If you were expecting Florida GOP Gov. Rick Scott's huge about-face on health care reform's Medicaid expansion to inspire other stalwart Obamacare opponents to follow his lead, you may find yourself disappointed.
Immediately after news of Scott's decision to broaden Medicaid to anyone who earns up to 133 percent of the federal poverty level, which is $15,282 for a single person this year, the Republican governors of Texas and Virginia reiterated that they're not Rick Scott or any of the other GOP governors backing the Medicaid expansion.
Down in Austin, a Perry spokeswoman told the Texas Tribune Scott's announcement didn't make a difference.
If the pressure is getting to Perry -- in addition to Scott, six other Republican governors, from Ohio's John Kasich to Arizona's Jan Brewer, now support accepting federal dollars to expand Medicaid to cover poor adults -- he's not letting on.
"The governor's position has not changed," his spokeswoman Lucy Nashed said on Wednesday night. "It would be irresponsible to add more Texans and dump more taxpayer dollars into an unsustainable system that is broken and already consumes a quarter of our budget."
Not a lot of wiggle room there. Of course, just last July Scott was saying essentially the same thing.
McDonnell took to Twitter less than an hour after Scott's press conference ended to make plain that the Medicaid expansion isn't welcome in Richmond.
I firmly oppose any expansion of Medicaid absent sweeping reforms of the program at both the state and federal levels governor.virginia.gov/News/viewRelea...— Bob McDonnell (@BobMcDonnell) February 20, 2013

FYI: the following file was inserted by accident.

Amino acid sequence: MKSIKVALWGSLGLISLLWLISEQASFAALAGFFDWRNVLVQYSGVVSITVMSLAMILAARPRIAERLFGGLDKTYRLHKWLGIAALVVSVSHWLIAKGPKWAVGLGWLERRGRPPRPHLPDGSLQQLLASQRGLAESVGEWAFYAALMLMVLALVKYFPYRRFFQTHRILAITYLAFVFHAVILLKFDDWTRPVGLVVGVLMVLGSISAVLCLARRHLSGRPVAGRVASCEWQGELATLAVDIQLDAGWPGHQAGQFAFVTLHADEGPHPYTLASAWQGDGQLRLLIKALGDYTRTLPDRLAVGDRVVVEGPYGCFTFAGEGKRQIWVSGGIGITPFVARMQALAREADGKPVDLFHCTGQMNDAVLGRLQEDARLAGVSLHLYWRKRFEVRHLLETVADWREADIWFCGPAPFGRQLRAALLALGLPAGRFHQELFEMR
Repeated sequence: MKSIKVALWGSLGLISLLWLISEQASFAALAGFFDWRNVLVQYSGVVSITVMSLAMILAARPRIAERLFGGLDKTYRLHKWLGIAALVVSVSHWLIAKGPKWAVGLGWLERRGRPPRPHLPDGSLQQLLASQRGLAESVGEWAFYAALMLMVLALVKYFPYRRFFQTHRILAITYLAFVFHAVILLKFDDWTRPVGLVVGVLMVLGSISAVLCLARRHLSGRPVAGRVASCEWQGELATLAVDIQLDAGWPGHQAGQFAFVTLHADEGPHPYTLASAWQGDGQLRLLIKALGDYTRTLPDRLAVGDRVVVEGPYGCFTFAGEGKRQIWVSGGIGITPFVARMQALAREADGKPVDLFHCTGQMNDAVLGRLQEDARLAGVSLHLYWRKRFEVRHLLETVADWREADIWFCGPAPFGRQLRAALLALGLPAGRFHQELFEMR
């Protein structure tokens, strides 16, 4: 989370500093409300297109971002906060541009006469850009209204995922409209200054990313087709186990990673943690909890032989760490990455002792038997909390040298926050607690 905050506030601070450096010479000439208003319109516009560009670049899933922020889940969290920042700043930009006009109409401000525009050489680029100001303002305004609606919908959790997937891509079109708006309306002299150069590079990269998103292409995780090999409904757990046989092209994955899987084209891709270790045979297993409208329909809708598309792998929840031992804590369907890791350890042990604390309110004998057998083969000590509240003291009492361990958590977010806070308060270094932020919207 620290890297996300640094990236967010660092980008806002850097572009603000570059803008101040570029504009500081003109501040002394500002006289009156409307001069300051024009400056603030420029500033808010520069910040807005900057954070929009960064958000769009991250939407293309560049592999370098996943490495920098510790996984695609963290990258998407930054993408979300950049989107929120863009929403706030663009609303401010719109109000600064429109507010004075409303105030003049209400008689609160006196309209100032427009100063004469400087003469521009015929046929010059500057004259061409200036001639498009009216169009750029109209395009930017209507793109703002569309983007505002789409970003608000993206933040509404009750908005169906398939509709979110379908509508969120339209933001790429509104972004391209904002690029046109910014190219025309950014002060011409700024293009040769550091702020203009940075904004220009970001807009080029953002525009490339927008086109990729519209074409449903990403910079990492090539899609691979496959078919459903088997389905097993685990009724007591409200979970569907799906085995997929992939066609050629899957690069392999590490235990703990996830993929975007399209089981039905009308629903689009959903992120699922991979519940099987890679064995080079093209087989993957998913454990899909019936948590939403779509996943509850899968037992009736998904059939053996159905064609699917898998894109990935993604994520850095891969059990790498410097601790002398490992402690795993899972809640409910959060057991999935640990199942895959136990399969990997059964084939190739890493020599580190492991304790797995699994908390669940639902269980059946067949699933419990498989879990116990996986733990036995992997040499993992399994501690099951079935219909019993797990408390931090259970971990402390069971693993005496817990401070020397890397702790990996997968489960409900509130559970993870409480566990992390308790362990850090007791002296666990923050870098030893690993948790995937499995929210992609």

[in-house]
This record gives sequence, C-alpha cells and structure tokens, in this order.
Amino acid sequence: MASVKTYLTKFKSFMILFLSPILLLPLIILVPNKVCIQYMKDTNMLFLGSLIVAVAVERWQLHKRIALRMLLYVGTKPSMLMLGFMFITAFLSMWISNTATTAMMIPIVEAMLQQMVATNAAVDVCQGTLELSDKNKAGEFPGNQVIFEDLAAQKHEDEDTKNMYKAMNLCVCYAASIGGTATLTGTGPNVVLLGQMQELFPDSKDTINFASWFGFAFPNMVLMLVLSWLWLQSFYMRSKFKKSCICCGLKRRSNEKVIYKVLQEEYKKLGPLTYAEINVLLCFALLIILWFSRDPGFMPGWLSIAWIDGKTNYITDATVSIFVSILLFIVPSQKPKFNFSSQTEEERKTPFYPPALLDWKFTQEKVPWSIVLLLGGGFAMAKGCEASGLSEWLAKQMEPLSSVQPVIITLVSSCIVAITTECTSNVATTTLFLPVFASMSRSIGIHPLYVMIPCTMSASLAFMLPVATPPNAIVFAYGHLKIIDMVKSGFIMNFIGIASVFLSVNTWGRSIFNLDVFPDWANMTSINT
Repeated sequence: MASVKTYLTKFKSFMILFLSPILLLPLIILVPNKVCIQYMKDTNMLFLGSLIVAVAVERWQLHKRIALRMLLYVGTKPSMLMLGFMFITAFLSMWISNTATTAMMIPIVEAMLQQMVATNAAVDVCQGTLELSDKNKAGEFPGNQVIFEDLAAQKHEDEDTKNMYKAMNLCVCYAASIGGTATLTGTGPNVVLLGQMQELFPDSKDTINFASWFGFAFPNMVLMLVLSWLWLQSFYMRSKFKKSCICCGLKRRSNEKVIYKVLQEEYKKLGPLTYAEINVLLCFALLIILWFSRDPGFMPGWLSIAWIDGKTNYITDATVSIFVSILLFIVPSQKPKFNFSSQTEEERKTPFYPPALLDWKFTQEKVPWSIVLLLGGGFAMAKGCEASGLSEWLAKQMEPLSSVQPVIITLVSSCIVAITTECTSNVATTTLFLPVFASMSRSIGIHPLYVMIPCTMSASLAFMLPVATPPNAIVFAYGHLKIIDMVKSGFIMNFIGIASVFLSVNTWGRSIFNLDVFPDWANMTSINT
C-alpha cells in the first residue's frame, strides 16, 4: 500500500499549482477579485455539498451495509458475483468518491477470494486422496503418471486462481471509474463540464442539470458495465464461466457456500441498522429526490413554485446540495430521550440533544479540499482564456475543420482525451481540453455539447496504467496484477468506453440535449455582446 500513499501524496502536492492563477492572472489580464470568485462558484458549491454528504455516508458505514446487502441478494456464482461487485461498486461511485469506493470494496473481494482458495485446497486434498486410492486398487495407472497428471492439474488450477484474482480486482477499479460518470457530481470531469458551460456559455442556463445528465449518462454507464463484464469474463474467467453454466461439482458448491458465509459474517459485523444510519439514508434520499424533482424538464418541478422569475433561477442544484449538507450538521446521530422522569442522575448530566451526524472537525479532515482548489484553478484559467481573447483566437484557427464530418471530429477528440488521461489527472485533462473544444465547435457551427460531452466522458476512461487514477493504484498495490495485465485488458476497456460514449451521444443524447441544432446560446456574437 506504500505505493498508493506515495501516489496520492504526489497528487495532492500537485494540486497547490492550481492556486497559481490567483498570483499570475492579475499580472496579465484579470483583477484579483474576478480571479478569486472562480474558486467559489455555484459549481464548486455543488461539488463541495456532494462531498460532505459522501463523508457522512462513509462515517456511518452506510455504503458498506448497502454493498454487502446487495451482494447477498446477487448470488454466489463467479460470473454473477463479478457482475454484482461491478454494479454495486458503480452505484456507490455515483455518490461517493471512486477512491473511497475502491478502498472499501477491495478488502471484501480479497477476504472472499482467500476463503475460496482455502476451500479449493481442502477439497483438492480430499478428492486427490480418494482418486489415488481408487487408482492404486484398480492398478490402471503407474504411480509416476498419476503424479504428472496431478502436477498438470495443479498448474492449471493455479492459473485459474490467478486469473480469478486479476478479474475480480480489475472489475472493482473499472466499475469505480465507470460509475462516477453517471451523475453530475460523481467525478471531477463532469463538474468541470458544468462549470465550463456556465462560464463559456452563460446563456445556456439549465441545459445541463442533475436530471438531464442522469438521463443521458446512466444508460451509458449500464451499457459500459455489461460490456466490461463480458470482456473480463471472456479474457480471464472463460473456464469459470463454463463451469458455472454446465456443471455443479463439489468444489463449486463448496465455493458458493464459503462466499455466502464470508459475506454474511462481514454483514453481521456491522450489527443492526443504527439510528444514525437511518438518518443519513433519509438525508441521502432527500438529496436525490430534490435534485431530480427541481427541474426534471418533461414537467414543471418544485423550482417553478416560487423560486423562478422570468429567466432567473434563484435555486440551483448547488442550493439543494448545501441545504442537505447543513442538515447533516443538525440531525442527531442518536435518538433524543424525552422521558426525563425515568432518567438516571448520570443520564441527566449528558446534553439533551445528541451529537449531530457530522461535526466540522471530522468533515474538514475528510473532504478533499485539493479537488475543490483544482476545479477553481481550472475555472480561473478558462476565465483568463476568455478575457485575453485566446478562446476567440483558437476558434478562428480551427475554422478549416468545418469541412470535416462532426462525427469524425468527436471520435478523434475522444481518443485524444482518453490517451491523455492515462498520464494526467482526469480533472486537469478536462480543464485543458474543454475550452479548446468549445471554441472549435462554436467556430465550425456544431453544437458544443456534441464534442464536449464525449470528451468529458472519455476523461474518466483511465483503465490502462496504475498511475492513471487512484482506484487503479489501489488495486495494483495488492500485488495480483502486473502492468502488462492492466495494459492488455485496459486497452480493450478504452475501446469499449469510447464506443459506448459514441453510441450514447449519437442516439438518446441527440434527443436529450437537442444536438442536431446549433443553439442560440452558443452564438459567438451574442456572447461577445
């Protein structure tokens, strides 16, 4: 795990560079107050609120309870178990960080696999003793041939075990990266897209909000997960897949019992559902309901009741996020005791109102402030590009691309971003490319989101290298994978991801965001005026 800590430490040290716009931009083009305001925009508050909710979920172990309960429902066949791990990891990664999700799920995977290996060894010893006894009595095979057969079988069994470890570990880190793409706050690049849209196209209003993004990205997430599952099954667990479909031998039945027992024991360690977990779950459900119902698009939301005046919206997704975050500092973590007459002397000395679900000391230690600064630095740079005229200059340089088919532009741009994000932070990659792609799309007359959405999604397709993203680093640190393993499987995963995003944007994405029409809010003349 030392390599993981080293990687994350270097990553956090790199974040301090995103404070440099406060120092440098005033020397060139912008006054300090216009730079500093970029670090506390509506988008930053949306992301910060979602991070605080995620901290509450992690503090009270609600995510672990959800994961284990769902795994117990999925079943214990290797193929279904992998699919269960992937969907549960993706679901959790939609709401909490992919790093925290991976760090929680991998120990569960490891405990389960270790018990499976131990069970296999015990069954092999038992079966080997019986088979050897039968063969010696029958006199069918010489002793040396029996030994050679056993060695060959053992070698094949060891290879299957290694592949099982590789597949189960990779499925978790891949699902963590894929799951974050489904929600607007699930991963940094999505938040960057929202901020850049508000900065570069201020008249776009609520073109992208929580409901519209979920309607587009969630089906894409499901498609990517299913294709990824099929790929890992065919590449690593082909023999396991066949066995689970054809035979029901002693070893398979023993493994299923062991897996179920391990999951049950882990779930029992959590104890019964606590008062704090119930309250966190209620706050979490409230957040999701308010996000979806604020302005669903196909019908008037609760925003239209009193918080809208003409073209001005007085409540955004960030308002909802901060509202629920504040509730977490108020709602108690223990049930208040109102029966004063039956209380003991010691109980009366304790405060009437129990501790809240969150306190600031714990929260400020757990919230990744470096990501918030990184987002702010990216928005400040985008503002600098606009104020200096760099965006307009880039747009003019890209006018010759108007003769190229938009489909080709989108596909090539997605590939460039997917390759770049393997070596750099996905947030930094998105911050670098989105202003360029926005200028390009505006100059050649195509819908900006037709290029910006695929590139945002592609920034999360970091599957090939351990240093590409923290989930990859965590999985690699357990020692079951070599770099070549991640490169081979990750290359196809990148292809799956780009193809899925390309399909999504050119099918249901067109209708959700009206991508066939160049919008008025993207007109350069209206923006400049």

In McDonnell's case, there could be a fight brewing. The Virginia Senate, which is evenly divided between Republicans and Democrats, adopted a budget this month that would enable the Medicaid expansion to move forward.
So McDonnell also fired off a letter Wednesday to Virginia Senate Finance Committee Chairman Walter Stosch (R) and House of Delegates Appropriations Committee Chairman Lacey Putney (R) making a detailed case against expanding Medicaid and asking them not to take any steps that would impede his ability to extract "concessions" from federal authorities regarding the state's management of the program (h/t Politico Pulse):
I am most concerned that some may not fully understand the scope and magnitude of reform I believe is necessary to create the kind of cost-effective Medicaid plan that we can build upon. In my view, reform is far more than simply receiving a waiver from the federal government. It also requires completing state-based reforms, amending the [Affordable Care Act] to provide more flexibility and waiver authority, creating state and federal assurances that the current or expanded program will not break the state budget or add to the federal debt, and facilitating reforms in the private sector health delivery system to reduce costs.
Read McDonnell's letter to the legislators:
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